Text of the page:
by Paul Waite
13 Nov 2003
The past few years have done All Black fans no favours.
Since the awful 1998 season, the Wallabies have had a habit of coming out onto the paddock, letting us get a sniff of a win, and then playfully knocking over a winning injury-time penalty before patting us on the head and going up to collect whatever Cup it was.
This season we’re seemingly on the up and over that bleak time of trial and tribulation and losses, but the nagging worry that the dying beast has one last death-dealing swipe of the tail left in it is impossible to shake.
Looking at the whole season you’d have to say the All Blacks should do a bit of swiping themselves, and knock the Australians aside by 20 points at minimum. They have superior speed and skills in the back division, and huge grunt and committment in the pack. Looking across the park there isn’t a man you’d swap; the All Blacks are better, man-for-man, from 1 to 15 hell, make that from 1 to 22.
Eddie Jones and a tag-team of Wallaby has-beens in the Aussie media have been trying whip up a bit of niggle. I can’t even remember the details, it’s been so pathetic, but largely on the lines of Spencer being a weak link and ‘roughing’ him up or something.
The All Black management sensibly kept ‘Los well out of it which is more than the silly Pommy management did with Jonny Wilkinson. The poor bastard was wheeled out and was subjected to a ritual mauling by his own country’s press, who basically kept asking variations on the question “why are you playing crap?”, interspersed with “are you crumbling under the pressure”. The poor guy was literally shaking. Not the best preparation for the most important game in his career to date.
And people wonder why the All Blacks hold the World’s media at arm’s length. Take a wild guess.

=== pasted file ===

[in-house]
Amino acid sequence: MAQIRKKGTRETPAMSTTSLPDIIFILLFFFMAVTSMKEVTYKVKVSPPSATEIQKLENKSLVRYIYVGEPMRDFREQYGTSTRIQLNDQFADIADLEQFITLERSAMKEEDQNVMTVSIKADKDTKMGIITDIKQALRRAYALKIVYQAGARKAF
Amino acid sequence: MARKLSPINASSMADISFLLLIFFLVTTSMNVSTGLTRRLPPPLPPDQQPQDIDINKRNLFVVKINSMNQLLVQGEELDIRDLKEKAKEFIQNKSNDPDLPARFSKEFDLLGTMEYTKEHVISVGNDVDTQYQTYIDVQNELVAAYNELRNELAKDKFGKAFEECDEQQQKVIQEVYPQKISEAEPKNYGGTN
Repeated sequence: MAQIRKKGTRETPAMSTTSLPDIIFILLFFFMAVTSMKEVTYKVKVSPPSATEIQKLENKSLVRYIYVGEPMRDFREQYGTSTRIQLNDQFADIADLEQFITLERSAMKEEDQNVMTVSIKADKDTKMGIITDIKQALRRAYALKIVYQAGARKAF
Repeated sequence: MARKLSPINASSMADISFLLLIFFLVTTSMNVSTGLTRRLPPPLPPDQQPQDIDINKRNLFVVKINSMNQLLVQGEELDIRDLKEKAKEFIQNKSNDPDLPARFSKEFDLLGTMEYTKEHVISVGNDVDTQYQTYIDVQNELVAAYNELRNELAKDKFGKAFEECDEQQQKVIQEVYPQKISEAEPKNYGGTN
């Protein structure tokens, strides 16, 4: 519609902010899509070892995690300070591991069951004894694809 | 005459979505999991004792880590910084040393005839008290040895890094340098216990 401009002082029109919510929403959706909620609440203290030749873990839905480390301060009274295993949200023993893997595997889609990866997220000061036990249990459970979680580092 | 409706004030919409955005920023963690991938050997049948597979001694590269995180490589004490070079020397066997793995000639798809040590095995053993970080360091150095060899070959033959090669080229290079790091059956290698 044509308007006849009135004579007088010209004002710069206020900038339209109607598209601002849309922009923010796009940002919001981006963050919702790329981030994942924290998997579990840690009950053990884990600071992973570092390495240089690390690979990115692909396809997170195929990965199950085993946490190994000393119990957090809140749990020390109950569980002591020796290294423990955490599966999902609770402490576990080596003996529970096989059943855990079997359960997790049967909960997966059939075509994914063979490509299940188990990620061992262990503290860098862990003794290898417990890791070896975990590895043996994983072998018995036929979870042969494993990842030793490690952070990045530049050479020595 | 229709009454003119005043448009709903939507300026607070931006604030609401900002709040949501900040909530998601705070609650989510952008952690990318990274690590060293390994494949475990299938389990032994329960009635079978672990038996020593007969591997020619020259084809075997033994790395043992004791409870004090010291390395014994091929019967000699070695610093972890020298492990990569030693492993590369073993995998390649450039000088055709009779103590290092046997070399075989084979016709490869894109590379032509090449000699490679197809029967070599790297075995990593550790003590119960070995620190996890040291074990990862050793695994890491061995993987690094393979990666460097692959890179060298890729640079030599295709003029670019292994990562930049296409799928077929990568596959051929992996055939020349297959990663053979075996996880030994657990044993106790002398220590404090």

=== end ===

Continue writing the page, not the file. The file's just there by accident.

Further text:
Getting back to the issue at hand, the overall feeling coming across the Tasman via the media is a mixture of resignation and desperation. Either Eddie is in the process of pulling off the mother of all ‘fast ones’ and has a marvellous turn-around lined up for its unveiling on Saturday night, or there will be a lot of very sad Australians weeping into their glasses come 9 o’clock.
From a New Zealand standpoint the up and down form of the All Blacks in this tournament isn’t confidence-inspiring stuff. But a lot of that was due to the revolving door selection policy during the pool games. This current Bledisloe Cup winning combo has only just got back together, and has had one cobweb-busting blow-out against the Welsh (best forgotten) and one pretty good ‘un against The Bokke, where the forwards were magnificent, but the backs stuttered.
The time is definitely ripe for them to put it all together.
An added bonus, is the motivation engendered in the All Blacks by the knowledge that they have been bridesmaids too many times in previous World Cups. The most recent is one of the worst, and resonates most strongly with this Saturday – the knockout in the semi-final in 1999 by France.
Somehow it’s worse to be kicked out of the comp in the semis. So near yet so far. A loss in the Final is fine – best team on the day etc. etc. A loss in the quarters is simply a case of not being good enough, but to get to the semis and lose is the pits. This team will not want to be repeating the debacle of 1999, where the most devastating aspect of the game was the capitulation up front, rather than the actual loss itself. There will be strong words on this, and I’m confident that this team has the mental and physical strength to win this semi-final confrontation hands down.
So as semi-final fever builds to its height, and Eddie’s mouth starts to overheat and little wisps of steam are seen wafting about his collar, we have only one thing left to say: